Tax evaders have been offered a reprieve by Parliament after MPs proposed changes to the Finance Bill 2022 that will see the Kenya Revenue Authority barred from seizing their properties to recover unpaid taxes.
This will hence avail them time to settle their arrears with the taxman by allowing them to enter into a payment plan instead of having their properties taken away and disposed to cater to their tax remittance as per recommendation by the The Finance and Planning Committee of the National Assembly.
The changes have been made under the proposed repeal of Section 40 of the Tax Procedures Act that will enable KRA Commissioner for Domestic Taxes to freeze and seize ships, aircrafts and cars by issuing directives to respective registrars.
Currently the taxman only stops the sale and transfer of land whose owners are suspected of tax evasion.
“Where a taxpayer fails to pay the tax liability…within two months after receipt of the notification, the Commissioner or authorised officer may, at the taxpayer’s expense, dispose the property … by public auction or private treaty… for the recovery of the tax,” the proposed changes stated.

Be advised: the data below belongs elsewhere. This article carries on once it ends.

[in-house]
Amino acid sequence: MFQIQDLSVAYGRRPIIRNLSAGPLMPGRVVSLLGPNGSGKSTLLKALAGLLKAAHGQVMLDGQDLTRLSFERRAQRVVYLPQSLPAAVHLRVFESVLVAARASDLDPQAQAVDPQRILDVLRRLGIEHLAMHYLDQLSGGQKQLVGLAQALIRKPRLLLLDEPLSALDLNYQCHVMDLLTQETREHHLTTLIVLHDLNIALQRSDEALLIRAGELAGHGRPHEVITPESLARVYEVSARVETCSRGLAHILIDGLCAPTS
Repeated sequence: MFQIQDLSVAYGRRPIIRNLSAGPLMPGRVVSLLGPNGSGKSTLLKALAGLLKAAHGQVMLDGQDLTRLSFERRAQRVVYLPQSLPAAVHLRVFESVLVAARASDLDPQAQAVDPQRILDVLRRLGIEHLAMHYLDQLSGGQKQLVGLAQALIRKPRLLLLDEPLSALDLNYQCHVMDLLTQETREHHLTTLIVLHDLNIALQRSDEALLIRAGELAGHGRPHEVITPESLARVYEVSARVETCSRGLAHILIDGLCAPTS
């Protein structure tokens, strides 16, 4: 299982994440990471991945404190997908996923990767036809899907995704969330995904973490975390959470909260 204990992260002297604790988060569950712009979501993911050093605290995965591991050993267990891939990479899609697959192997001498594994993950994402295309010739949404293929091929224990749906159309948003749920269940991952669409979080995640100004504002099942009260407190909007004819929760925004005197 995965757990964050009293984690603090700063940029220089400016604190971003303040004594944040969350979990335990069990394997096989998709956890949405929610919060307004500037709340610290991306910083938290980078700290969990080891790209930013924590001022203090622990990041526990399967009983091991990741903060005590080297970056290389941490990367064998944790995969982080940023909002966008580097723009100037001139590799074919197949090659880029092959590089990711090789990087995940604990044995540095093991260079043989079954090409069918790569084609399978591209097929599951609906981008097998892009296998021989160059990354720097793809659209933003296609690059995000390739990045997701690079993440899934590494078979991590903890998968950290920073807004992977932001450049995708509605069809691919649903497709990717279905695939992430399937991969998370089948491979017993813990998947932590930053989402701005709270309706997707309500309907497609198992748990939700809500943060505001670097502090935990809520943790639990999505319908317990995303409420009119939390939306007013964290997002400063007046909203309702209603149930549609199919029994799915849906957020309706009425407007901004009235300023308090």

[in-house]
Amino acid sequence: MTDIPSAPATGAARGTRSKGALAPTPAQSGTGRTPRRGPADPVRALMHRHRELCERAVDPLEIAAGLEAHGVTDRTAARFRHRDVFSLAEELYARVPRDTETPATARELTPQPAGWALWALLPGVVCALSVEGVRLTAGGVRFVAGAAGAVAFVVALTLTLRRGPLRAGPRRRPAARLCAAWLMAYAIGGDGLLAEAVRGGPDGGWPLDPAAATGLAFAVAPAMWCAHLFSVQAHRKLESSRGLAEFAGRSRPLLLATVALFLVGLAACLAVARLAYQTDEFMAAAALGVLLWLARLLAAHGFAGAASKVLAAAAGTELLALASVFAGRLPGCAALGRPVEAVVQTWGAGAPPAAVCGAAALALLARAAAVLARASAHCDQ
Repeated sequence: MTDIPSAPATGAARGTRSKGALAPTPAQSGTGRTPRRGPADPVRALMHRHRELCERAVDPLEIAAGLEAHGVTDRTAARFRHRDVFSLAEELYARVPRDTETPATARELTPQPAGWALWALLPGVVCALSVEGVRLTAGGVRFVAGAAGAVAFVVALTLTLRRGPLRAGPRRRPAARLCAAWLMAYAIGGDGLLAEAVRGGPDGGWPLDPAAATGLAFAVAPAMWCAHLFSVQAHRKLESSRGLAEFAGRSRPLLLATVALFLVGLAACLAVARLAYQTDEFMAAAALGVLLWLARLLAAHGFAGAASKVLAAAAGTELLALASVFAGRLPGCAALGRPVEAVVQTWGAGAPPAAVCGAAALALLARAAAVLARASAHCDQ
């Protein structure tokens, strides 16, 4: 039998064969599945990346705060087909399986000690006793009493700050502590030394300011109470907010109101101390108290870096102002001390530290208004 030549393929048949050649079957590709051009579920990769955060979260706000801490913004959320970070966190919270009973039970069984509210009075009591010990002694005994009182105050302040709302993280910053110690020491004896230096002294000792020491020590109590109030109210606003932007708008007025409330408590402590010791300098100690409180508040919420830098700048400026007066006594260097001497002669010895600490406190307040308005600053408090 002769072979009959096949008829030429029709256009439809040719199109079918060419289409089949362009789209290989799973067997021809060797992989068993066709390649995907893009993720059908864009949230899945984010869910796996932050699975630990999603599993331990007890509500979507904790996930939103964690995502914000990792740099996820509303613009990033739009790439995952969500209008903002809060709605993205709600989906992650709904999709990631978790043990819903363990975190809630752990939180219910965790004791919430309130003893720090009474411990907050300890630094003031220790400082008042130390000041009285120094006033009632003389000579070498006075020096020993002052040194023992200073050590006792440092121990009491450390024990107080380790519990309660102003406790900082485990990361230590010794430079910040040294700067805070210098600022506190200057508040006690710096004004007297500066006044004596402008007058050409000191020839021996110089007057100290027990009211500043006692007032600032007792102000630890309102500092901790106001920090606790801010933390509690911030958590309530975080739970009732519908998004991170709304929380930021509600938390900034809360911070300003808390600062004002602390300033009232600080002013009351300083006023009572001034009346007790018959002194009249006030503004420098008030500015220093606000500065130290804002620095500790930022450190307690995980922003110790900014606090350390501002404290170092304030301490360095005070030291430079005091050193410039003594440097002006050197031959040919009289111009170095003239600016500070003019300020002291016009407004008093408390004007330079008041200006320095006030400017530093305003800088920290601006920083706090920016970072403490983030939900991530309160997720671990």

The proposed two-month period for settlement of arrears was contested by lobby groups such as the Kenya Private Sector Alliance (Kepsa) and tax consultancy firms.
Kepsa successfully petitioned that the two-month settlement period be made conditional so that where a payment plan has been agreed between the taxpayer and the commissioner, the liability shall be settled within the agreed payment plan.
The lobby group recommended to the House that the proposed change will allow wealthy tax evaders more time and can be an avenue for tax recovery ,noting that the two-month period is limiting.
“The two-month period within which a taxpayer ought to settle the outstanding tax, failing which their property will be disposed, is rather short,” consultancy and audit at Deloitte wrote in report on the Finance Bill 2022.
“Although this proposal is intended to enhance revenue collection by providing KRA with more options to recover taxes, we believe it could also infringe on the taxpayers’ property rights. Further, it might slow down transactions involving such assets, as it takes long to lift such caveats upon settlement or recoveries of the taxes in question.” the report further read.